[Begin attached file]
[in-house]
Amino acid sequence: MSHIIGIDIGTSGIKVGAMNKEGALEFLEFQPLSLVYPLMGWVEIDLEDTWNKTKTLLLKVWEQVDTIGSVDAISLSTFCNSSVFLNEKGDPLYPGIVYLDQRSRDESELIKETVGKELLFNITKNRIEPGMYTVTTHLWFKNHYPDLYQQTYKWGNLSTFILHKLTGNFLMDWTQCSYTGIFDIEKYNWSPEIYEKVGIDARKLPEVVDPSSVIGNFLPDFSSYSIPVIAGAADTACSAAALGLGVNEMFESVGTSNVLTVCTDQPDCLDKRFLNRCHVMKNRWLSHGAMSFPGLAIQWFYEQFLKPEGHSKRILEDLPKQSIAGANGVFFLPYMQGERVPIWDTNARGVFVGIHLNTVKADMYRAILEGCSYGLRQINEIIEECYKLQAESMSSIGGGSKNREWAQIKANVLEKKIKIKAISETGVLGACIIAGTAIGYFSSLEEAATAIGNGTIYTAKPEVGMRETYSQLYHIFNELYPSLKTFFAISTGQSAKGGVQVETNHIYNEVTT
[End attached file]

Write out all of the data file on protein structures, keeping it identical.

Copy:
[in-house]
Amino acid sequence: MSHIIGIDIGTSGIKVGAMNKEGALEFLEFQPLSLVYPLMGWVEIDLEDTWNKTKTLLLKVWEQVDTIGSVDAISLSTFCNSSVFLNEKGDPLYPGIVYLDQRSRDESELIKETVGKELLFNITKNRIEPGMYTVTTHLWFKNHYPDLYQQTYKWGNLSTFILHKLTGNFLMDWTQCSYTGIFDIEKYNWSPEIYEKVGIDARKLPEVVDPSSVIGNFLPDFSSYSIPVIAGAADTACSAAALGLGVNEMFESVGTSNVLTVCTDQPDCLDKRFLNRCHVMKNRWLSHGAMSFPGLAIQWFYEQFLKPEGHSKRILEDLPKQSIAGANGVFFLPYMQGERVPIWDTNARGVFVGIHLNTVKADMYRAILEGCSYGLRQINEIIEECYKLQAESMSSIGGGSKNREWAQIKANVLEKKIKIKAISETGVLGACIIAGTAIGYFSSLEEAATAIGNGTIYTAKPEVGMRETYSQLYHIFNELYPSLKTFFAISTGQSAKGGVQVETNHIYNEVTT